At the heart of a Landes Marian sanctuary, an intergenerational shared house

At the heart of a Landes Marian sanctuary, an intergenerational shared house

In the Landes, an old diocesan building welcomes tenants of all generations. A challenge made possible by an association financed thanks to generosity.

At the foot of the Notre-Dame de Buglose basilica (Landes), a warm light caresses the south terrace of the Saint-Jean house. Like a flock of sparrows, four children aged 3 to 8 descend on the table where puzzles and games have just been placed by their mother, Sophie Blandin. “You stay with Monique this afternoon, okay? » she says. Monique Leboeuf, 69, covers them with her blue gaze.

Arriving at the end of 2021 among the first tenants of this residence now shared by twenty-two residents of all ages, the former seamstress and carer says: “Here, it’s paradise. My son told me: “Before, when we went to see you, you had nothing to say. Now you are comfortable, happy. ”I love helping people and here, there is always a helping hand to lend! » Thus, Monique regularly takes Stéphanie’s dog out, a single mother constrained during the day by her work as a childminder. Monique also likes to be useful by redoing hems or making curtains for the “passing studio”, made available to families or friends visiting their loved ones in this unique place.

Bringing isolated people together

“We want to encourage fraternal times without it being a community life,” explains Sophie Blandin, founder of the project with her husband, Stanislas. We are not looking for residents but for caring neighbors who are attentive to others. » A mindset necessary to join this shared habitat, where applications are examined by a commission.

Henri, Mohamed, Christophe, Mauricette, Carmen… The household today has eight retirees, seven working people and seven children, aged between 8 months and 85 years old. Inspired by the encyclical Laudato si’ of Pope Francis and his approach to an integral ecology, the Blandin couple have for several years had the desire to create an intergenerational habitat in a green place. The goal: to welcome people made alone by the ups and downs of life and who no longer want to live in isolation.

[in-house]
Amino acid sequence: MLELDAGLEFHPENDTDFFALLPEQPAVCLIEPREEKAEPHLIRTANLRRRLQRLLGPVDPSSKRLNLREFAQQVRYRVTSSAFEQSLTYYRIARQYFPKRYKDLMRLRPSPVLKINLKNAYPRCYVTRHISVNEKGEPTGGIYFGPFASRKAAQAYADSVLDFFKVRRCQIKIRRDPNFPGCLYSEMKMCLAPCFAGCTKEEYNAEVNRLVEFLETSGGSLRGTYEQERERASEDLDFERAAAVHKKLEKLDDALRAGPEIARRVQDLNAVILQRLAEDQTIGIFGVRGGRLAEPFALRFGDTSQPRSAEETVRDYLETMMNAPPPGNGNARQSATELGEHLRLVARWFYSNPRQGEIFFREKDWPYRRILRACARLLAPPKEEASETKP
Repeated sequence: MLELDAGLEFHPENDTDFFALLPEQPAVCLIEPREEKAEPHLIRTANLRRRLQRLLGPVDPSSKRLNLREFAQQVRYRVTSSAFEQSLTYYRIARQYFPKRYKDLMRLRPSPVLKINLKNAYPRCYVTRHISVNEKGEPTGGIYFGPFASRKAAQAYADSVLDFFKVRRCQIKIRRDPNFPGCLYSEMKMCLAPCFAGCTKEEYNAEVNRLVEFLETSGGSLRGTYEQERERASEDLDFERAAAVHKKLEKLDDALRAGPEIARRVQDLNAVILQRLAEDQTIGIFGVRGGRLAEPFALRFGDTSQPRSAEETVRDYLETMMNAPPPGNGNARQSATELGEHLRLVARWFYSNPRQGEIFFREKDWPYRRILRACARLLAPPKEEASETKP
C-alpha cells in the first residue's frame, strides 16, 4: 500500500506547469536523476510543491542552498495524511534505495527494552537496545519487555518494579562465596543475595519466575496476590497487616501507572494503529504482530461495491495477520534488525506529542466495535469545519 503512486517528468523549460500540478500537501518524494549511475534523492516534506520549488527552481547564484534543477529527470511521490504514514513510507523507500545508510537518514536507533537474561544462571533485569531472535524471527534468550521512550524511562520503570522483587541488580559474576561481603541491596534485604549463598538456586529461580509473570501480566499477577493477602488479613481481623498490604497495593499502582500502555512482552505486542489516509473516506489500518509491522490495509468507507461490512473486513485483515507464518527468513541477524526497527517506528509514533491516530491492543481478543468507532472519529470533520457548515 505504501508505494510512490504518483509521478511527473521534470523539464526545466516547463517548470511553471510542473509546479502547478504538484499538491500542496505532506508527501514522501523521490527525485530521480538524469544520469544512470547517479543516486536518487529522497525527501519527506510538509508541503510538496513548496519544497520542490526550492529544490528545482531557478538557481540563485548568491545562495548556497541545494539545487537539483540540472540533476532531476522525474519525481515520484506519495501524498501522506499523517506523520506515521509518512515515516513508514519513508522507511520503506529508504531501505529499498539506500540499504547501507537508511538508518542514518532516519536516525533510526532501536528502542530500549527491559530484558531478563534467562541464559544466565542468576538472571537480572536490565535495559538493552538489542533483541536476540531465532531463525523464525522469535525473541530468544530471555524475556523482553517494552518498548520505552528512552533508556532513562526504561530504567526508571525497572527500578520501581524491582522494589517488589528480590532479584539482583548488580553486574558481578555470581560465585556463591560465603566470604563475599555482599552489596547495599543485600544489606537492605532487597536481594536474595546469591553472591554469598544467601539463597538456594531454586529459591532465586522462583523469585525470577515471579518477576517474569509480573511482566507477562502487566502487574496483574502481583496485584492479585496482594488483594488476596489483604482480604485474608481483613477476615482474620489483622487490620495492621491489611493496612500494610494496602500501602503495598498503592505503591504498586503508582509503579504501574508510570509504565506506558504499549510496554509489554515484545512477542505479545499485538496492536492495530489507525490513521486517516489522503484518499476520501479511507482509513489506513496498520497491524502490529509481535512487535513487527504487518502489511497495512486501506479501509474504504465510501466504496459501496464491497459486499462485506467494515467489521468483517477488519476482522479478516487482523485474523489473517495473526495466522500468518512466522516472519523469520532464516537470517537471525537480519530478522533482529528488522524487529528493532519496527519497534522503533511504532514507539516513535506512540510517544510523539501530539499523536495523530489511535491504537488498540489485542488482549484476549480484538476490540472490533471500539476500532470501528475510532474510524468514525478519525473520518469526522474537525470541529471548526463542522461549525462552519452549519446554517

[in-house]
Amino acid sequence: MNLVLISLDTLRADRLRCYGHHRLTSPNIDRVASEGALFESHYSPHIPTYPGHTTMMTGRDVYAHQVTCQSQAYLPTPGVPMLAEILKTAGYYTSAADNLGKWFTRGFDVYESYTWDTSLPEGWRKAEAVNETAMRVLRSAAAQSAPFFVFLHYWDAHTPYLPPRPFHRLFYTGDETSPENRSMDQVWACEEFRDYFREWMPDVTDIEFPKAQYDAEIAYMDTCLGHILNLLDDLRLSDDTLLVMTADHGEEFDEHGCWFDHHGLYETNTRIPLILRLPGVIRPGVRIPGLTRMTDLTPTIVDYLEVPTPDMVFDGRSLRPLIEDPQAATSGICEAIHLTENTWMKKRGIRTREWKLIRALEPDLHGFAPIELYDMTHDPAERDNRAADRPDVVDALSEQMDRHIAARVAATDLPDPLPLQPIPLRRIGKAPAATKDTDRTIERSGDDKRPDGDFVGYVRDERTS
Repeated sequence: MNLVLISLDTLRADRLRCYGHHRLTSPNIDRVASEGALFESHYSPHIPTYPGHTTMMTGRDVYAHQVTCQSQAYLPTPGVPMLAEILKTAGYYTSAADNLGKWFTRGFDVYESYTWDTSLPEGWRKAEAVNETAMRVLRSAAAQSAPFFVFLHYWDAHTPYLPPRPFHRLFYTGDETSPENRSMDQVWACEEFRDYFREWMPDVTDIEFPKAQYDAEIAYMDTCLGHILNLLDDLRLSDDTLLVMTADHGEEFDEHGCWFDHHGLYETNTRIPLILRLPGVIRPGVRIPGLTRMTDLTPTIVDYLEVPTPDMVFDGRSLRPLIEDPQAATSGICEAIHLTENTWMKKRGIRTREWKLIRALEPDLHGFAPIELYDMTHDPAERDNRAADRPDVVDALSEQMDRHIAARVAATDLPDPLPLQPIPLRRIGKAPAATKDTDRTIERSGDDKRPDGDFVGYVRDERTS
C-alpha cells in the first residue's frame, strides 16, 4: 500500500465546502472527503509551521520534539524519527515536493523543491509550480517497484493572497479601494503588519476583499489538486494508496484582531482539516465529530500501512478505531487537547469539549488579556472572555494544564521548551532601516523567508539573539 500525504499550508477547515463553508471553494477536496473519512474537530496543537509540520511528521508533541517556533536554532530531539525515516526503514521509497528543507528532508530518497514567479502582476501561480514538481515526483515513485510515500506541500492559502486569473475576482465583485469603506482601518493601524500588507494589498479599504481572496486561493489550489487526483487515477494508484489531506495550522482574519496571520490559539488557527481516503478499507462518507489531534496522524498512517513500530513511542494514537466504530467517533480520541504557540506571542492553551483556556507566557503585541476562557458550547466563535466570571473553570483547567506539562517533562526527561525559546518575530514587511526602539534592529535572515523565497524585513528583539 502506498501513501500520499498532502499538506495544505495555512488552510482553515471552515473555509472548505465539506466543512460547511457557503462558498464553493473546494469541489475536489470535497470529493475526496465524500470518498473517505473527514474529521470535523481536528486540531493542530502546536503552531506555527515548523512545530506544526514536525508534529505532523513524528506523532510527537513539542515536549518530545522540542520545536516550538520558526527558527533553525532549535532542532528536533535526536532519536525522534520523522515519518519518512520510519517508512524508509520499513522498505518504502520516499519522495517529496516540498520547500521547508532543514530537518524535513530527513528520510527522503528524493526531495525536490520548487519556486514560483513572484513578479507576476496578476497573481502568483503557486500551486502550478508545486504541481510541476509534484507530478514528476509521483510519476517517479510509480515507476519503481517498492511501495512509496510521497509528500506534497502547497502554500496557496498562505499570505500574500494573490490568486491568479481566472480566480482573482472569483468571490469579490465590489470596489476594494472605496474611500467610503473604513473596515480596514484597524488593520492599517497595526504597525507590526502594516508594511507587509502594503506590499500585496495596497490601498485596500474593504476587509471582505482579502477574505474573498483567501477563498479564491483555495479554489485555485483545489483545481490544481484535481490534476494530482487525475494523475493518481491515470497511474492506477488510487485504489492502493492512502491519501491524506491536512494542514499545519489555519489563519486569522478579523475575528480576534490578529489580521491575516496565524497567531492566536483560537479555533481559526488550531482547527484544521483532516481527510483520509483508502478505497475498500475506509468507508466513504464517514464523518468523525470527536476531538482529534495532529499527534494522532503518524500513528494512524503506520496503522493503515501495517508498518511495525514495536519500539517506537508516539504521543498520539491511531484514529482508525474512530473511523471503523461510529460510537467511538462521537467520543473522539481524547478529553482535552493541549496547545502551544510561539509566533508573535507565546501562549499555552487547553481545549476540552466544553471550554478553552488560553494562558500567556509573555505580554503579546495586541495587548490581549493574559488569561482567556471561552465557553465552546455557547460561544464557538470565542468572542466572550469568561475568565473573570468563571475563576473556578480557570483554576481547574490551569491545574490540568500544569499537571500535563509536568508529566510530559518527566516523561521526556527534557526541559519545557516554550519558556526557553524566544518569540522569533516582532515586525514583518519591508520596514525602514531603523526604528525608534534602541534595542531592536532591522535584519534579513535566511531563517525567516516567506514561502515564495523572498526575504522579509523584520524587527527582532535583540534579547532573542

During a decisive meeting in 2019 with a priest from the diocese of Aire and Dax, the Blandins learned that a former diocesan retirement home, located just five kilometers from the birthplace of Saint Vincent de Paul, was waiting of a new life. After having succeeded in bringing together several partners to create a real estate company (SCI, read box below), the place has been rehabilitated into shared housing.

Today, the large residence with cherry red shutters offers eighteen brand new apartments organized around a patio designed as a meeting place. Eight of them are social housing. Maison Saint-Jean has been recognized as “inclusive housing” and hires a part-time employee to support the most vulnerable people. A dedicated association, House of Life and Sharing Saint-Jean de Buglose, also collects donations and legacies to encourage a shared life between residents. Because this is not self-evident and requires concrete means to finance the maintenance of 200 m2 of common areas, equipment for the vegetable garden, the organization of festive moments, etc.

Find the right rhythm

“As an only child, I am learning to live in a group here. It’s very rewarding, rejoices Wilhem, 29, who works in a refrigerated vehicle factory. But, contrary to what some people think, living between different generations is not magical, it is constructed. » One of the difficulties is the differences in pace. How to meet when the working people come home from work while the older ones go to rest? “We are constantly looking for the right cursor,” explains Sophie Blandin. Recently, we introduced a shared meal on Thursday lunchtime. People who work on site or nearby bring their bowls, and retired residents who wish to join the table. »

The vegetable garden is also a meeting place between generations. Not without friction, sometimes. “We wanted to mulch the soil but Marie-Antoinette can’t stand the fact that the plantations aren’t “clean”,” smiles Stanislas. A compromise was finally found: inside the vegetable garden barriers, bare earth covers the seeds which will sprout this spring. On the outer edge, squash grow freely in the tall grass. A cohabitation that will bear fruit.

Recipes for success at Maison Saint-Jean

  • A driving torque. Through their project management skills and the time spent, Stanislas and Sophie Blandin, driven by their Christian faith, carried out this innovative idea.
  • A strong commitment. The diocese of Aire and Dax, the Foundation for Social Housing (FLS) and the Society of Saint-Vincent-de-Paul are active members of the SCI created to rehabilitate the house and manage the rental of the apartments. Furthermore, the Jean-et-Marie Foundation (housed by the FLS) supports this type of housing throughout France, and collects funds to liven up life between residents.
  • A spiritual environment. Established in a Marian sanctuary and located 5 km from the birthplace of Saint Vincent de Paul, the Saint-Jean house benefits from the spiritual and heritage influence of this great Landes saint.

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